The global north and what we call Western Civilization contains many of the key human players and cultural practices and systems that are directly contributing to the chaos that is unraveling. Capitalism, settler-colonialism, patriarchal societies, slavery, plantation culture, poverty and homelessness connected to inequality and various systems of oppression, continue. All of which are primarily due to these narratives, worldviews, and beliefs that perpetual growth and endless extraction can continue indefinitely on a finite planet. These issues are instrumental to bring into the picture when looking at how we find ourselves here. In order to have a proper context when examining such theories and ideas I believe mentioning all of this is important for the framework and the lens with which I continue to collaboratively participate in this exploration around ecological selfhood and this concept of relational being.
It seems crucial for other terms besides the anthropocene to be brought into this framework and narrative as well. Terms such as Capitalocene, Plantationocene, and Chthulucene (Haraway, 2015) among others which have been proposed. The anthropocene is a problematic and unfairly simplified blanket term for how we have arrived at this place and is rooted in the dominant Western thought/ideology, circumventing the colonialism that is underneath so much of it (Mitman, 2019).
Note: This essay was originally meant to be an academic essay, of which boundaries and criteria were in place to keep a certain framework in place though I feel obliged in this moment to impress upon those reading this that we face such dire scenarios with racial and social justice, poverty, homelessness, and so many systems of marginalization and oppression that I was challenged on how to write this in a way that could both qualify it academically, and yet still make it readable and provide accessibility for those outside these privileged walls. I ultimately shelved this writing at the time but brought many elements in to future academic writings and my dissertation project as well.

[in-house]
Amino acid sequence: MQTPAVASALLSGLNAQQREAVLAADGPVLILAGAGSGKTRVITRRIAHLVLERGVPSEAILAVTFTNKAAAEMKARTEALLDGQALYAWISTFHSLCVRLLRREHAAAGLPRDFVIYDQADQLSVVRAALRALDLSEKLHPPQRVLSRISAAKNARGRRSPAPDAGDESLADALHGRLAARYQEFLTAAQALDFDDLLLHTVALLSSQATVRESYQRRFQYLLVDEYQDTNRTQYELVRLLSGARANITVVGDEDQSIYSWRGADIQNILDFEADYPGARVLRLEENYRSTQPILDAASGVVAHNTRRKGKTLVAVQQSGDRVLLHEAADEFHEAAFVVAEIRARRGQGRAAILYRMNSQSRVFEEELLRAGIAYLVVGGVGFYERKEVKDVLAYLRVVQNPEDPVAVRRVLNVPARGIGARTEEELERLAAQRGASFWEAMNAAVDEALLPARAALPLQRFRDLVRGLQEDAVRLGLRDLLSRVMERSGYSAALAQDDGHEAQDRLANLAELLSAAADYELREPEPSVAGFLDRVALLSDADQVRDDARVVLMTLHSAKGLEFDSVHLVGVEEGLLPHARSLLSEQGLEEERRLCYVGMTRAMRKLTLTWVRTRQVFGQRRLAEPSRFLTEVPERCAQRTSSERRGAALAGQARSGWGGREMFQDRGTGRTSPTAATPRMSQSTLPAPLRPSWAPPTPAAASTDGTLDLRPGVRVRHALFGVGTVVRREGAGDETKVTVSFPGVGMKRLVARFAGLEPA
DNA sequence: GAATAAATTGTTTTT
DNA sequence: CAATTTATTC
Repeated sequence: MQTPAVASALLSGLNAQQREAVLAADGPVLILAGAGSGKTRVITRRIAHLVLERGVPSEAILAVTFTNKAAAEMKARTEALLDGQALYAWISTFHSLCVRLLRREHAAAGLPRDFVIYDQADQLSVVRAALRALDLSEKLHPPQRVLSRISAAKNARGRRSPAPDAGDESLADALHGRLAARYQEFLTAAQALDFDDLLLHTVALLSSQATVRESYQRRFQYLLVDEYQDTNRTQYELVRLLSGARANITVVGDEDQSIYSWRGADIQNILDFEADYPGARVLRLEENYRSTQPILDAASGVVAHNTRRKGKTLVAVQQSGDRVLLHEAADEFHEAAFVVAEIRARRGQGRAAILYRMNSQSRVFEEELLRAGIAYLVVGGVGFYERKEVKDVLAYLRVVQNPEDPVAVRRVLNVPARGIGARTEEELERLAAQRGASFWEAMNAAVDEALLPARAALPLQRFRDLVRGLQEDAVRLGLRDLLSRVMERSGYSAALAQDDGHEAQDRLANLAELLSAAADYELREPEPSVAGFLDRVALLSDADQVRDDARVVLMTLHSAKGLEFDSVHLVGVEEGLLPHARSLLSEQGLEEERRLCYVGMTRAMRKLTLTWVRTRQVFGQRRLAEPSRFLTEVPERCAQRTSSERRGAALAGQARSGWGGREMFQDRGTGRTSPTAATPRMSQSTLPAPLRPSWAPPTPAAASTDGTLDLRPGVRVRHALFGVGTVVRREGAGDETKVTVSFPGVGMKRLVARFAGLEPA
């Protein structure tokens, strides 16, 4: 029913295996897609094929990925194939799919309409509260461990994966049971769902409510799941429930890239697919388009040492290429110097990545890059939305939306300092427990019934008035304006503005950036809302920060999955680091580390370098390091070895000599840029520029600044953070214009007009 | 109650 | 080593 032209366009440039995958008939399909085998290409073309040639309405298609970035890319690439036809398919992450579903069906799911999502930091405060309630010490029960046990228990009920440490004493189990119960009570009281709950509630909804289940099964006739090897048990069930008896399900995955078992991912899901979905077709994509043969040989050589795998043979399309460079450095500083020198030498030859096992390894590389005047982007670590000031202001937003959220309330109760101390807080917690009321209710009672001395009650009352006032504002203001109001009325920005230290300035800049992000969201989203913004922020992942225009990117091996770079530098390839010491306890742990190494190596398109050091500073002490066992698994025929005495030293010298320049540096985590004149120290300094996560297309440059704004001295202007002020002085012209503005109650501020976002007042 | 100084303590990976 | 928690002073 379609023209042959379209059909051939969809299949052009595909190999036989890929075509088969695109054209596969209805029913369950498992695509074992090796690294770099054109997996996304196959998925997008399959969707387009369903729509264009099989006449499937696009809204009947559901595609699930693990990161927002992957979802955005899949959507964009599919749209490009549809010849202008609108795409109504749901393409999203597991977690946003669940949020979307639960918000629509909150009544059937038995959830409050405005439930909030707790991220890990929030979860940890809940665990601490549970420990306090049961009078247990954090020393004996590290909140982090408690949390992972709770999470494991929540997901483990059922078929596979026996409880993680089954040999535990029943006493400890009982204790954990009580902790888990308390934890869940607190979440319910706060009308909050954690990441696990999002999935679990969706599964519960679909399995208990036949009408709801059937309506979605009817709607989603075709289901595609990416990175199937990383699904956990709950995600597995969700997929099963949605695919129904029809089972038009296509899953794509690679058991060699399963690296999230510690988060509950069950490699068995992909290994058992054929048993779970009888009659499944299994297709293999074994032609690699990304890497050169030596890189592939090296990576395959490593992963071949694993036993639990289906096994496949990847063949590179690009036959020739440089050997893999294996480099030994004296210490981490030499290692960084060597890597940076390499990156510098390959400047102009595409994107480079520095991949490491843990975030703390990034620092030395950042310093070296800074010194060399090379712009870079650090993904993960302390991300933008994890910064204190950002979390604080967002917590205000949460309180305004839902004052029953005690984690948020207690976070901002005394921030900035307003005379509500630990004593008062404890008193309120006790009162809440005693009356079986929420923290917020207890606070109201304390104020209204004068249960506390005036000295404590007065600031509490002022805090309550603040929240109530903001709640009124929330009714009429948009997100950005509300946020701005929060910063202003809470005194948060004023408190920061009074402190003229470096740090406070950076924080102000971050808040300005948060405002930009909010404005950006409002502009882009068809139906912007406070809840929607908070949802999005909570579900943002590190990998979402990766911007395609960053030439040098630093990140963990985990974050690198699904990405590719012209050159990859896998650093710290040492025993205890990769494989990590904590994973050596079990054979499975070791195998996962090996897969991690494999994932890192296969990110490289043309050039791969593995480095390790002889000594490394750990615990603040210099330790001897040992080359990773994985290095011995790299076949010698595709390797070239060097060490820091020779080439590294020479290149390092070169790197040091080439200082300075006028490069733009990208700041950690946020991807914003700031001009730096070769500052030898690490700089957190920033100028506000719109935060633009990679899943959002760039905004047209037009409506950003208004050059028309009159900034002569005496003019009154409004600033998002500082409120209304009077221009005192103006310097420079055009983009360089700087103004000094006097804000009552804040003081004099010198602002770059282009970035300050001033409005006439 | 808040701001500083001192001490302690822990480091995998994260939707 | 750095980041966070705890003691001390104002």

I have previously discussed the ideas of the Ecological Self and Ontopoetics in Is Freya Mathews Ontopoetics an answer to Arne Naess’s Ecological Self? This essay is more of a reflection and addendum to that piece, as just noted, this was shelved at the time and is only being revisited now (September 2022), and published here for myself and others to further explore this broader inquiry.
Our Engaged Ecology master’s degree cohort at Schumacher College was tasked with trying to make some sense of this notion of an Ecological Self in the Spring of 2021, indeed the entire module was called the Ecological Self. We discussed Neass’ contribution and introduction of the term, exploring the idea to varying degrees of confusion and success though it was helpful to then bring in the work of Freya Mathews who provided a great deal of context in a section from her book, The Ecological Self.
This provided a mapping of what she referred to as the atomistic self which was created through the separation of self/spirit, mind/matter (or world/matter), nature/culture, causing much of the disconnection, dualism, and materialist, reductionist ways of living that have nearly consumed our consciousness since at least the time of Plato on up to and through the age of the enlightenment. She then goes on to show how the cartesian/hobbesian worldview became the dominant cosmology in Western Civilization (Mathews, 1991 p.3-ff). This is where I gather we of the global north and in Western Civilization essentially began a significant almost amnesia like pattern in which we forgot our intrinsic connection to the natural world we are a part of.
As I see it, Freya Mathews exploration of ontopoetics is what could be considered an answer to the very confusing ecological self that Neass originally provided. The reasoning I have moved towards Relational Being in place of an Ecological Self is primarily a way to embrace that it is an action oriented term that also speaks to the greater connectivity and porosity that has been mentioned before. It folds in ontopoetics in a way as well. We are described as human beings, recognized scientifically as part of the animal ‘kingdom’ but rarely seen as integrated animals in a shared ecology in our storytelling, we have often viewed ourselves as above, or separate from this realm. To be a relational being is to re-integrate ourselves and also is meant to be viewed (and used) as a verb, a life way and worldview in which we live through relational be-ing.